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The Smerch rocket: A new tornado hits Syrian civilians

Syrian government forces have been using a powerful new rocket launcher not previously seen in the conflict. Video evidence broken on the Brown Moses blog shows the remnants of rockets that have been traced back to the BM-30 ‘Smerch’.

Smerch means ‘Tornado’ in Russia, where the weapon is made. It is a multiple-launch rocket system and it has been used in Syria this month to fire cluster munitions into towns and villages.

Videos of sub-munitions in Hama province have been identified by Human Rights Watch as a cluster munition type that had been as-yet undocumented in Syria. This new proof of further cluster bomb use in Syria is dismaying. As a member of the Cluster Munitions Coalition (CMC), AOAV strongly condemns the use of this banned weapon type.

But the BM-30 Smerch is a powerful and dangerous weapon system whether its rockets are carrying cluster munitions or not.  Each launcher can fire a salvo of twelve massive rockets, of differing varieties, but all capable of causing death, damage and injury to civilians.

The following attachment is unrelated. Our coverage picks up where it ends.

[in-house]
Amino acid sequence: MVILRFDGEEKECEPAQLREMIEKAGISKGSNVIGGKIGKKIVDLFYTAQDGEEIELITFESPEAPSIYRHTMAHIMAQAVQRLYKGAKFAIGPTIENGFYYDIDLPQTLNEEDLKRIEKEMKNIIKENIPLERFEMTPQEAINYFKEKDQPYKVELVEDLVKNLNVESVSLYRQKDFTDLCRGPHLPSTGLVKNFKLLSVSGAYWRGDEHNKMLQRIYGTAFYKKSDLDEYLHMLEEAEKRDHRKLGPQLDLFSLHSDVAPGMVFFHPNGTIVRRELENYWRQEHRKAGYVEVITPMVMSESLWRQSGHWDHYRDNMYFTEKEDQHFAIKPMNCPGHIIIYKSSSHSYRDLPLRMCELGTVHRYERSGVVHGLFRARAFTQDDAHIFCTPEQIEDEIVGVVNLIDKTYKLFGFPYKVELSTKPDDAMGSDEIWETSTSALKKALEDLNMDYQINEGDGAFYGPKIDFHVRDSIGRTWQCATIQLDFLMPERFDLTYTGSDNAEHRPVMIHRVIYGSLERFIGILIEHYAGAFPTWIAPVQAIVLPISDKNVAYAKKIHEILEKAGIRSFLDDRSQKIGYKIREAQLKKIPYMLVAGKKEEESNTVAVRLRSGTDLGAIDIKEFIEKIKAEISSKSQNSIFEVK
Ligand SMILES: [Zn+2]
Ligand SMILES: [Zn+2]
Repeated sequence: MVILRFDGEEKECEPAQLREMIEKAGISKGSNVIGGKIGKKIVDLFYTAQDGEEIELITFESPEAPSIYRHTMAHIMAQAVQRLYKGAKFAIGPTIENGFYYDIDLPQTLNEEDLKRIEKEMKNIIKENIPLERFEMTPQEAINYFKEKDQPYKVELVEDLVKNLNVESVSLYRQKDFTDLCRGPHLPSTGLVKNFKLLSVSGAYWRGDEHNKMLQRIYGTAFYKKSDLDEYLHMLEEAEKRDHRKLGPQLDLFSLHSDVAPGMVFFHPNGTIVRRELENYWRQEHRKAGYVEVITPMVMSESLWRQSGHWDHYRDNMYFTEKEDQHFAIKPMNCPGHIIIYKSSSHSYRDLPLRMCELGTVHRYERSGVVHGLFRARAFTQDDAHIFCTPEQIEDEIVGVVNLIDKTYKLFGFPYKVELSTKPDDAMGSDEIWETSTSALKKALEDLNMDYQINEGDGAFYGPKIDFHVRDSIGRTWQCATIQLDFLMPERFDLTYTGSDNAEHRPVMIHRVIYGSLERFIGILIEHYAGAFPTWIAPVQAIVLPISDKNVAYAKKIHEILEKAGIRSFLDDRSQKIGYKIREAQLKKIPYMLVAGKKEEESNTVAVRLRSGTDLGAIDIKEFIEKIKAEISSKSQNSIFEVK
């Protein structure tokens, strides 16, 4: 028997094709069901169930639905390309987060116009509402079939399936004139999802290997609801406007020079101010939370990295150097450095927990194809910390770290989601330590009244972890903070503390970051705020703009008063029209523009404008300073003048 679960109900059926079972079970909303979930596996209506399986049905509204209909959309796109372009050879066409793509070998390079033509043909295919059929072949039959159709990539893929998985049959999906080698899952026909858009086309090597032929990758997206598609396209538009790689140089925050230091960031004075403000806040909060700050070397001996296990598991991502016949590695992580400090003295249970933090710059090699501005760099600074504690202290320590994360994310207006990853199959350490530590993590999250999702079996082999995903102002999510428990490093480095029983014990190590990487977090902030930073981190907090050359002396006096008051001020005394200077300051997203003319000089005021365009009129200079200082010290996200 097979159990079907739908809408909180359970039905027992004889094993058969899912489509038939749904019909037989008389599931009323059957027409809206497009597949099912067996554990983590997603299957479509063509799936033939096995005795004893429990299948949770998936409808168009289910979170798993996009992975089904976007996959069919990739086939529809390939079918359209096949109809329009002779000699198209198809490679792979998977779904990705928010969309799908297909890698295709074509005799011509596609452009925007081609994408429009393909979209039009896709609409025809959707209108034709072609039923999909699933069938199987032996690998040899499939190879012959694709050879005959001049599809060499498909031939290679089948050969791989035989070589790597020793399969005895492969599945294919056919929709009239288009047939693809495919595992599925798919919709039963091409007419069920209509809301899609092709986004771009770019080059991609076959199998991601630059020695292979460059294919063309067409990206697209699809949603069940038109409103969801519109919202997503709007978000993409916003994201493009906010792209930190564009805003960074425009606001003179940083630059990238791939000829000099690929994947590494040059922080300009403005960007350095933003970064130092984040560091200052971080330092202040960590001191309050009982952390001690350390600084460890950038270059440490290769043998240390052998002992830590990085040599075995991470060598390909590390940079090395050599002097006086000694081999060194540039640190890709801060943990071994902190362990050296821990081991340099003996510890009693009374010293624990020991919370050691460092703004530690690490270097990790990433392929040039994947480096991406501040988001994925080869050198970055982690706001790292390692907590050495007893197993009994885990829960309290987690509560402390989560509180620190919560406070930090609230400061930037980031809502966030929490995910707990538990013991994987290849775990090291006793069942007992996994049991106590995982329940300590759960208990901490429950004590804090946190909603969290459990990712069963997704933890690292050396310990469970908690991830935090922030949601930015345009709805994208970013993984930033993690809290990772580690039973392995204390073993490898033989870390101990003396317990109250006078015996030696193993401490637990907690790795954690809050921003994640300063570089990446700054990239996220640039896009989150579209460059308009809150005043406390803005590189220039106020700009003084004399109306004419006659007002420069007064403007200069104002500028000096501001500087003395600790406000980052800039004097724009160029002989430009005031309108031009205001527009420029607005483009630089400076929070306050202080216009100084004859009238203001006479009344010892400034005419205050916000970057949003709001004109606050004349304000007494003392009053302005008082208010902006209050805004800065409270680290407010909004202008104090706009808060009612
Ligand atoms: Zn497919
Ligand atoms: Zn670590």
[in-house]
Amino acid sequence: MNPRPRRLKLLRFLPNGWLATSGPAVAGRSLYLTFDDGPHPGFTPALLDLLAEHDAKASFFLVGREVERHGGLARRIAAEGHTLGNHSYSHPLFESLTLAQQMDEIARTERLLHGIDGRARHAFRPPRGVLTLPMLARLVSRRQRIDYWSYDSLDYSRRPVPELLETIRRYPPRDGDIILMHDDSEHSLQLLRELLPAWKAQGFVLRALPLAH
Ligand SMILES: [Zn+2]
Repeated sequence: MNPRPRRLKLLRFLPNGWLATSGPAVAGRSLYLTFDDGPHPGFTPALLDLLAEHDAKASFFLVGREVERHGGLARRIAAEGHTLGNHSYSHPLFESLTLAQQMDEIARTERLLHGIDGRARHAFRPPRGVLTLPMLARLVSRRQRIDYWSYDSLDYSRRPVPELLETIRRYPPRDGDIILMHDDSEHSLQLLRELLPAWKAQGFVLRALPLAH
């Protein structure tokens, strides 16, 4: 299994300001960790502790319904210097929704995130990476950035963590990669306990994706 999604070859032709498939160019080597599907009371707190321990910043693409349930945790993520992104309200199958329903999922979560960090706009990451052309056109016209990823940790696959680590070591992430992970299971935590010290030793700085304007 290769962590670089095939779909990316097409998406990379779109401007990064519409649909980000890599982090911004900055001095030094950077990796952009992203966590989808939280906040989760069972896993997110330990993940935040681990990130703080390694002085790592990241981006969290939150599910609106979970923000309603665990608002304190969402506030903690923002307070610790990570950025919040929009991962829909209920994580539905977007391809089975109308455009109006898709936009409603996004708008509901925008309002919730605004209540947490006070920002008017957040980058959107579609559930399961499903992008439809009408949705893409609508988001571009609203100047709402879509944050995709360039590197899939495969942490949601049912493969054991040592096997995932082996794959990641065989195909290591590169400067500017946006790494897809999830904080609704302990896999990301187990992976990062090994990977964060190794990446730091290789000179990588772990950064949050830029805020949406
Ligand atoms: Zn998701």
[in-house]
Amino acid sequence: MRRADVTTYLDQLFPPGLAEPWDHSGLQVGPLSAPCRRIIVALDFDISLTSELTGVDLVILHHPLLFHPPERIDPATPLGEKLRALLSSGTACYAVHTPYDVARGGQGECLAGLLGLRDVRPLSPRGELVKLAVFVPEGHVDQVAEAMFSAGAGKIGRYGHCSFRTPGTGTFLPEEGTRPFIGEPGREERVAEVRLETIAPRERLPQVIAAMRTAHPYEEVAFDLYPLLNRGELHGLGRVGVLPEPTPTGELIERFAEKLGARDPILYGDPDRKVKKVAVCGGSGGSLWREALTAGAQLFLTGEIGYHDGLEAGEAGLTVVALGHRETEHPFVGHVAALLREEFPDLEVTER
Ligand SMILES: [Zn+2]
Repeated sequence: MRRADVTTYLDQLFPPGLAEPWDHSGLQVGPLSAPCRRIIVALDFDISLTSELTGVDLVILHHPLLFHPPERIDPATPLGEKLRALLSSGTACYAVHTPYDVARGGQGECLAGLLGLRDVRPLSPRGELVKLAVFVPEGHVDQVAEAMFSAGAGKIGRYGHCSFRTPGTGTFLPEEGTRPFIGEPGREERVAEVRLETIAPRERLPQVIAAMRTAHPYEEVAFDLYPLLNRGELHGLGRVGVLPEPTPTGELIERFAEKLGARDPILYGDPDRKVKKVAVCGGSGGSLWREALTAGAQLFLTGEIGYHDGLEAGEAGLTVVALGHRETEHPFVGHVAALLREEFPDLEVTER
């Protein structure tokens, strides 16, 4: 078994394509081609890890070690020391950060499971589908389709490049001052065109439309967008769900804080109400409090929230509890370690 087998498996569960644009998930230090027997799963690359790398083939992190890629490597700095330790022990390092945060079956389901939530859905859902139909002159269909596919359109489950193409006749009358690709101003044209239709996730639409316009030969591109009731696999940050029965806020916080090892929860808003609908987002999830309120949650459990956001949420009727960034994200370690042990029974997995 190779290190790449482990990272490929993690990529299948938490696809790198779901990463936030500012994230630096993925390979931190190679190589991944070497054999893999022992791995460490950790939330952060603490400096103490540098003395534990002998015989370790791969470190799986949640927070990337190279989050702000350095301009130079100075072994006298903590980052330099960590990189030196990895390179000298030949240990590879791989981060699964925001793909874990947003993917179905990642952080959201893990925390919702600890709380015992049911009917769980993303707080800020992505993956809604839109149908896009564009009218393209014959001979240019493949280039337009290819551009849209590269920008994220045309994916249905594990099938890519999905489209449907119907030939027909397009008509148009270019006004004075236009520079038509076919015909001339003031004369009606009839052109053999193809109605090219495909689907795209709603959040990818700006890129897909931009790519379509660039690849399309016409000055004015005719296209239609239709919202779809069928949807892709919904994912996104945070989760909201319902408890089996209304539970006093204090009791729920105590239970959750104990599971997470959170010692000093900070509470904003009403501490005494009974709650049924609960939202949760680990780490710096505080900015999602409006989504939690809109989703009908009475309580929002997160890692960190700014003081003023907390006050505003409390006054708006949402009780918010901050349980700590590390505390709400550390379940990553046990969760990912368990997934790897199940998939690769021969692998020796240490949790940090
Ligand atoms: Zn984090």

So how does it compare to some of the other explosive weapons in Syria?


The Smerch system is the largest multiple rocket launcher in use in Syria. The rockets it fires have a 300mm diameter, making them among the largest unguided artillery rockets in the world.

Each rocket is 7.6m long, and weighs 800kg. That is three times as big, and far, far heavier, than the only other ground-launched cluster munition in Syria, the Sakr rocket. AOAV has previously featured Sakr rockets as part of an investigation into Syria’s Dirty Dozen.

The Syrian government and rebel forces have both used multiple launch rocket systems in the conflict. But this system dwarfs the others in its size and power. It can fire its munitions at targets between 20 and 70 km away. This is as far as the FROG-7, one of the ‘Scud-like’ ballistic missiles that have obliterated entire neighbourhoods in past attacks.

India shows-off its BM-30 Smerch rockets at a military parade in 2012Inaccuracy